Syria opposition insists on regime change

Regime change rather than amnesty

Syrian opposition groups insisted on regime change as they met in Turkey on Wednesday, a day after President Bashar al-Assad decreed an amnesty for political prisoners following two months of bloodshed.
The three-day gathering -- titled "Conference for Change in Syria" -- opened with the Syrian national anthem and a minute of silence for "the martyrs" killed in bloody crackdowns on street protests simmering in Syria since March.
"The Syrian people are calling for the fall of the regime," said Melhem al-Durubi, the head of the Muslim Brotherhood delegation in the Turkish Mediterranean resort of Antalya.
"This announcement is too little too late... He should simply leave," Durubi said, adding that Assad "should be tried for his crimes."
"We demanded this amnesty several years ago," said Abdel Razak Eid, an activist from the Damascus Declaration, a reformist group launched in 2005 to demand democratic change, "but it's late in coming."
Speakers at the conference condemned "massacres" of civilians and urged Assad's departure.
"The regime is not legitimate and has no longer a ground to stay on," said Dugmush Dia al-Din, a 25-year-old student who came from Damascus for the meeting and has been detained twice for participating in the revolt.
International response to Tuesday's decree was tepid at best.
Former colonial ruler France said Damascus authorities needed to take a much bolder change of direction after at least 1,000 deaths in the crackdown on generally unarmed demonstrators.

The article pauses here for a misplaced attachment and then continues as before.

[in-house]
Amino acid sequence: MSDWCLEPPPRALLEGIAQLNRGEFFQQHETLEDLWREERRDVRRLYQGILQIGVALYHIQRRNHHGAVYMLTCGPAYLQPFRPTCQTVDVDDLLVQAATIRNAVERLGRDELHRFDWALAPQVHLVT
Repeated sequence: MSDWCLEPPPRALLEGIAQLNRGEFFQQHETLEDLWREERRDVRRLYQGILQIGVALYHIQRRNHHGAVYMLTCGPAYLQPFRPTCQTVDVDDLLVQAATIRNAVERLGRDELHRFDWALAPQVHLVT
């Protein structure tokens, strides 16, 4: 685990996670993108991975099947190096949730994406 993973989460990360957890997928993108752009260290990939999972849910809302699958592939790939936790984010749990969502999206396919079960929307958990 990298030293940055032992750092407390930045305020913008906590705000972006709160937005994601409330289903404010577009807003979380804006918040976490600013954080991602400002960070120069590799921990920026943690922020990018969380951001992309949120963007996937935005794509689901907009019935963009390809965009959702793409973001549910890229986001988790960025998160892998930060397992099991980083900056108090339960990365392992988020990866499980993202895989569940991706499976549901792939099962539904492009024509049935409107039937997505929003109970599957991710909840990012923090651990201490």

Foreign Minister Alain Juppe demanded "more ambitious and bolder" action from Syria. "I fear that it might already be too late," he told France Culture radio.
US Secretary of State Hillary Clinton said Assad had still not done enough.
"He has not called an end to the violence against his own people, and he has not engaged seriously in any kind of reform efforts," Clinton said.
Turkey, while not dismissing the decree outright, also asked for deeper change.
"I hope this is the first step of a comprehensive reform," Foreign Minister Ahmet Davutoglu said. "This step is important, like a signal rocket."
The official Syrian Arab News Agency said the amnesty for political prisoners would extend to the Muslim Brotherhood, membership of which has been punishable by death in Syria since it led a bloody uprising against the rule of the current president's father Hafez al-Assad in the 1980s.
"President Assad has by decree issued an amnesty on all (political) crimes committed before May 31, 2011," SANA reported.
"The amnesty applies to all political prisoners as well as to the Muslim Brotherhood."
Syrian state television meanwhile said an investigation had been launched into the death of a 13-year-old boy who was allegedly tortured and killed by security forces in Daraa, south of Damascus.
State television said the interior ministry had appointed a commission to investigate the death of Hamza al-Khatib, 13, after pro-democracy activists set up a Facebook page and called for fresh protests in his memory.
The Facebook site, Syrian Revolution 2011, a driving force behind the anti-government protests, said Hamza's body was returned to his family last week following his disappearance after a demonstration in Daraa on April 29.
"There were a few bullets in his body used as a way of torture rather than to kill him with. Clear signs of severe physical abuse appeared on the body such as marks done with hands, sticks and shoes. Hamza’s penis was also cut off," the Facebook site said.
The US-based Human Rights Watch meanwhile released a report detailing a raft of abuses in the Daraa region.
HRW said its report showed abuses in the flashpoint region were "not only systematic but implemented as part of a state policy" and likely to "qualify as crimes against humanity."
The amnesty announcement came shortly after a senior official in Syria's ruling Baath party reportedly said that a committee for national dialogue would be set up within 48 hours.
But the opposition has repeatedly insisted that dialogue can only take place once the violence ends, political prisoners are freed and reforms adopted.